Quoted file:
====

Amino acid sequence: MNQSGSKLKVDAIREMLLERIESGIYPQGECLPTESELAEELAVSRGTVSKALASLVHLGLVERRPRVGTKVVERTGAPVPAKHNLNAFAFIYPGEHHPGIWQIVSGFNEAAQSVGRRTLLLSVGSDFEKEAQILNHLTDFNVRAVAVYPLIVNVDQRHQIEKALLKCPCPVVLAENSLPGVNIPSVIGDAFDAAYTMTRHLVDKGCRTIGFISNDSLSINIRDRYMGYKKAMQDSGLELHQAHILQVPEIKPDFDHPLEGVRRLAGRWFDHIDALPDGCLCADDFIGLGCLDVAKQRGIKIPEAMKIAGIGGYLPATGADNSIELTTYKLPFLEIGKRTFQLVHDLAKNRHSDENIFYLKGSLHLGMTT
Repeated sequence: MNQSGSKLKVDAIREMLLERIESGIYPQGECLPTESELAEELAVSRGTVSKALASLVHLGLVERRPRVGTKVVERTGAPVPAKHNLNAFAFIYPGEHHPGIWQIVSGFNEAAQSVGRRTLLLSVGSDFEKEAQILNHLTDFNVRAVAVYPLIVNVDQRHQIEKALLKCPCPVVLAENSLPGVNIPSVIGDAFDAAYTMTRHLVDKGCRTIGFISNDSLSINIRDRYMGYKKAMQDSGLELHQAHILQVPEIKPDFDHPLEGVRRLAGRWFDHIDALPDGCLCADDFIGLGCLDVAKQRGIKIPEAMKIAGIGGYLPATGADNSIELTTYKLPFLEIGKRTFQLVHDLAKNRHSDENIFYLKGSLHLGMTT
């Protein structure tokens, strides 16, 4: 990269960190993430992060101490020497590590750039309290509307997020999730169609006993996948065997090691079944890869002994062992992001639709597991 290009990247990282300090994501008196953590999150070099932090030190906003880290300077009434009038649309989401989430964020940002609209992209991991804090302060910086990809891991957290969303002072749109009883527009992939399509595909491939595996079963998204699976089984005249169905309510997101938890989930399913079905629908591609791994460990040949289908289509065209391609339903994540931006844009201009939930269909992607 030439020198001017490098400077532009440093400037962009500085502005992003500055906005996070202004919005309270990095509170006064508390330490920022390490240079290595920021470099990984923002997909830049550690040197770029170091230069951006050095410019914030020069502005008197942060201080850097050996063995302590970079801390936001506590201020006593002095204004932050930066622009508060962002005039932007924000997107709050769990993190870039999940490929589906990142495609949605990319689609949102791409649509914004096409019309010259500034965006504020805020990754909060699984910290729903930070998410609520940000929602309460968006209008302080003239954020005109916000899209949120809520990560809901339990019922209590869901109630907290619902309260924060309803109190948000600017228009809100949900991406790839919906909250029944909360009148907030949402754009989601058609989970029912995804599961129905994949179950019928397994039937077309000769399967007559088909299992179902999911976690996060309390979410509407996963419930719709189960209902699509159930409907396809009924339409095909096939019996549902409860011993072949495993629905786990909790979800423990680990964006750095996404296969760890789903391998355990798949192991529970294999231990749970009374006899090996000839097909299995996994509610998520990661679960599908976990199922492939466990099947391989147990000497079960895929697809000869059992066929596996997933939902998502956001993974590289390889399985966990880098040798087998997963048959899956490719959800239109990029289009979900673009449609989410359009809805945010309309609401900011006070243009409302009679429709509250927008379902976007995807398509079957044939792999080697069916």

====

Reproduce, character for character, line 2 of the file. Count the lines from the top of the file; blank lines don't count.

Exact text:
Repeated sequence: MNQSGSKLKVDAIREMLLERIESGIYPQGECLPTESELAEELAVSRGTVSKALASLVHLGLVERRPRVGTKVVERTGAPVPAKHNLNAFAFIYPGEHHPGIWQIVSGFNEAAQSVGRRTLLLSVGSDFEKEAQILNHLTDFNVRAVAVYPLIVNVDQRHQIEKALLKCPCPVVLAENSLPGVNIPSVIGDAFDAAYTMTRHLVDKGCRTIGFISNDSLSINIRDRYMGYKKAMQDSGLELHQAHILQVPEIKPDFDHPLEGVRRLAGRWFDHIDALPDGCLCADDFIGLGCLDVAKQRGIKIPEAMKIAGIGGYLPATGADNSIELTTYKLPFLEIGKRTFQLVHDLAKNRHSDENIFYLKGSLHLGMTT